GOOD GOVERNANCE IN THE PUBLIC SECTOR
The governing body should promote a culture where acting in the public interest at all times is the
norm. It should do this by taking the lead in establishing and living up to specific values for the
entity and its staff. These values should be easy to communicate and understand. They should be
over and above minimum legal requirements and should build on established principles for
behavior in public life, such as objectivity, selflessness, and honesty.
These principles reflect
public expectations about the conduct and behavior of entities, groups, and individuals who
manage public service provision and spend public money.
The governing body should stand as a role model (often referred to as the ³tone
keeping these values at the forefront of its own thinking and behavior and use them to guide its
decision making and other actions. The values can also be used to promote a culture of integrity
and collaboration throughout the entity through a number of mechanisms. These include their
definition and communication through codes of conduct, frequent staff consultation and
communication, exemplary behavior, and performance assessment and reward processes.
A2. Strong commitment to ethical values
Ethical values and standards should be embedded throughout an entity and should form the basis
for all its policies, procedures, and actions, as well as the personal behavior of its governing body
members and other staff.
Having a code of conduct for governing body members and staff is a key element of good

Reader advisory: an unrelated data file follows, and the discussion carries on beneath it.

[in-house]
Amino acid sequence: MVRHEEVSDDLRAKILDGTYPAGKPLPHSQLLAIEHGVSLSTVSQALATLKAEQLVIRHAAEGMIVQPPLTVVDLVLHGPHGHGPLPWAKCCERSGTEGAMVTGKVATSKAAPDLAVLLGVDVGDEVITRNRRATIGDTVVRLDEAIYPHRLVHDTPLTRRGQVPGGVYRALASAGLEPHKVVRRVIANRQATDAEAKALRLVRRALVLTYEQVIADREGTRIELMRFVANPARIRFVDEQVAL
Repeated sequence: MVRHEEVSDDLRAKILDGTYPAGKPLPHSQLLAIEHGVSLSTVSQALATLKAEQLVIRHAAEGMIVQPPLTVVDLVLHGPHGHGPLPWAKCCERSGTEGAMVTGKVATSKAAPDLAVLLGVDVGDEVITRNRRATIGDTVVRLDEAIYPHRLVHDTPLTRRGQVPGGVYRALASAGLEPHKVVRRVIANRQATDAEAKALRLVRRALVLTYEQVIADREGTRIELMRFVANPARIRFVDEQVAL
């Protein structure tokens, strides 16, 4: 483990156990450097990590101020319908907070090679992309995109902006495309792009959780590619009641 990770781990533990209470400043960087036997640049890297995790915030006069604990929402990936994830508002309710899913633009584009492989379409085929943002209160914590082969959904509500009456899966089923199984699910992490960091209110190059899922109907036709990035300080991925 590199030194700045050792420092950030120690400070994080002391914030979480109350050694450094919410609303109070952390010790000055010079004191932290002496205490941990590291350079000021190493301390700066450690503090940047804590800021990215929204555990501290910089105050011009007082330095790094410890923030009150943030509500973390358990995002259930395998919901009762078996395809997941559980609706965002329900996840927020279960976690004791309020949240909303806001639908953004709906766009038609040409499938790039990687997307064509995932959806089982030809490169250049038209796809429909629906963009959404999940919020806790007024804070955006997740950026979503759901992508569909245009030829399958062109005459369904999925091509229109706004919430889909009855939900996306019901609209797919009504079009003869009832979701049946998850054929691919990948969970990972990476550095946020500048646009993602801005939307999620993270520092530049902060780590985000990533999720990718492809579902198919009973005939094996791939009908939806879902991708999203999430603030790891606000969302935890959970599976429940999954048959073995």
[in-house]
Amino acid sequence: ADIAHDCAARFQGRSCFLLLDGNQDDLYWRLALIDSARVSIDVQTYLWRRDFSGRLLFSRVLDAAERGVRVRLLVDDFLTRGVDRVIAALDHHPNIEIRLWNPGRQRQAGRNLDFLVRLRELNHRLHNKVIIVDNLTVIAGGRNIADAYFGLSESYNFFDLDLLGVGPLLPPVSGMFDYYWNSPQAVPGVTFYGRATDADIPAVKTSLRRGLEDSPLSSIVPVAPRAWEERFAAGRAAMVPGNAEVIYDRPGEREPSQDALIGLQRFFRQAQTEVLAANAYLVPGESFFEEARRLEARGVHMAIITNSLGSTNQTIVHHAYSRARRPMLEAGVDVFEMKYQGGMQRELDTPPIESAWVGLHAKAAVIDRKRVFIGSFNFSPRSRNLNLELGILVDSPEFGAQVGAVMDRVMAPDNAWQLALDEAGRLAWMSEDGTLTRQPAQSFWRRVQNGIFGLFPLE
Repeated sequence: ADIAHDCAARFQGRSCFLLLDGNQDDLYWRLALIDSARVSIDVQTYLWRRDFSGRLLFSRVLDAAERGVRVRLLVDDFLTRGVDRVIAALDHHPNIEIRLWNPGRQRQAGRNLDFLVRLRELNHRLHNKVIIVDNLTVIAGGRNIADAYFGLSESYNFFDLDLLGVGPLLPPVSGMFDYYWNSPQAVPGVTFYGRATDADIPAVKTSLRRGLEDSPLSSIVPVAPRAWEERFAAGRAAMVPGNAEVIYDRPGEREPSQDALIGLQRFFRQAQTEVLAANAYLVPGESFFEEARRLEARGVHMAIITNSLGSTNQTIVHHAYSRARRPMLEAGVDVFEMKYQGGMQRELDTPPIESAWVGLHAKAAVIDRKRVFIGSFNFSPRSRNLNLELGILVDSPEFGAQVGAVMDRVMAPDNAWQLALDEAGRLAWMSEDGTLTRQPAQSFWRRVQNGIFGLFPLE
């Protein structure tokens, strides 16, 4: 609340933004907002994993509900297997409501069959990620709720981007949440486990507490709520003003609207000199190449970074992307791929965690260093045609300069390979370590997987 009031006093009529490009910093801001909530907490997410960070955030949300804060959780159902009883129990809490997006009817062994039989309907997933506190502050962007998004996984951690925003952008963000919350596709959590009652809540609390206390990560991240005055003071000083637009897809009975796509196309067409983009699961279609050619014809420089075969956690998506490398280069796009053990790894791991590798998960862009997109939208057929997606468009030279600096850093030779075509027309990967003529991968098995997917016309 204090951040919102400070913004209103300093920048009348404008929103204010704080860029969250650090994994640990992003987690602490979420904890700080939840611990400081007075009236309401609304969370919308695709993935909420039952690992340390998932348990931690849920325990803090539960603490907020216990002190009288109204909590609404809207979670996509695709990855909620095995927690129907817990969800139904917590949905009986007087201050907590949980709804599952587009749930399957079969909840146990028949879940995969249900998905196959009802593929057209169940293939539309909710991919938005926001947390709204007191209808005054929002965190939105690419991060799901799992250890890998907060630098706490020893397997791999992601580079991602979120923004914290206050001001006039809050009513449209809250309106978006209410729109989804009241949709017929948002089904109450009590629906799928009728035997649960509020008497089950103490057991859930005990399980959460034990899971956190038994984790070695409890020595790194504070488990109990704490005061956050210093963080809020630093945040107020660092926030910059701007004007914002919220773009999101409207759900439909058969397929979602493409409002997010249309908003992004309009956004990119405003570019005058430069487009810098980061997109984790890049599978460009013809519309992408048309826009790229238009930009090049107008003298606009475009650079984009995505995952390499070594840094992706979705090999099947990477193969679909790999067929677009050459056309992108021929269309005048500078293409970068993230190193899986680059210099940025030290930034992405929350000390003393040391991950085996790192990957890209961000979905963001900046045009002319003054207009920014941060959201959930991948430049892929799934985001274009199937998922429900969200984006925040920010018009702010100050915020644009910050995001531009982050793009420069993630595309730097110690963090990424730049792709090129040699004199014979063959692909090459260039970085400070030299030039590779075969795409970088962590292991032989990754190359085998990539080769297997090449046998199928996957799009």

governance. Developing, reviewing, and communicating a code that illustrates what the values
mean in specific circumstances helps to make visible (a) how the entity operates; (b) how it embeds
its core values, such as by reflecting values in communications, processes, and behavior; and (c)
how it relates to its key stakeholders. Codes also help reassure stakeholders about the entity¶s
integrity and its commitment to ethics.
Conflicts can arise between the personal interests of individuals involved in making decisions and
the decisions that the governing body or employees need to make in the public interest. To ensure
continued integrity and avoid public concern or loss of confidence, governing body members and
staff should take steps to avoid or deal with any conflicts of interest, whether real or perceived.
Some entities have a separate ethics policy and code of conduct. In such cases, an entity¶s ethics
policy typically sets out values and principles while a code of conduct outlines standards of
behavior and practices.
It can be difficult to measure objectively factors affecting an entity¶s performance in leadership,
ethics, and culture, or to identify ethical problems before they manifest in organizational
performance. However, it is important that entities seek to understand and maintain their
performance in these areas. Useful evaluative approaches to gauge performance include staff
surveys, performance appraisals, administrative reviews, and leadership self
Stakeholders can also provide important feedback on how an entity is performing in leadership,
ethics, and culture. This can be solicited formally or be received through comments and complaints.
Complaints can form a vital part of feedback and should be handled and resolved efficiently,
effectively, and in a timely manner so that lessons learned are used to improve the performance,
both ethical and general, of the entity and its services.
The Nolan Principles
The Seven Principles of Public Life, www.learn-to-be-a-leader.com/nolan-principles.html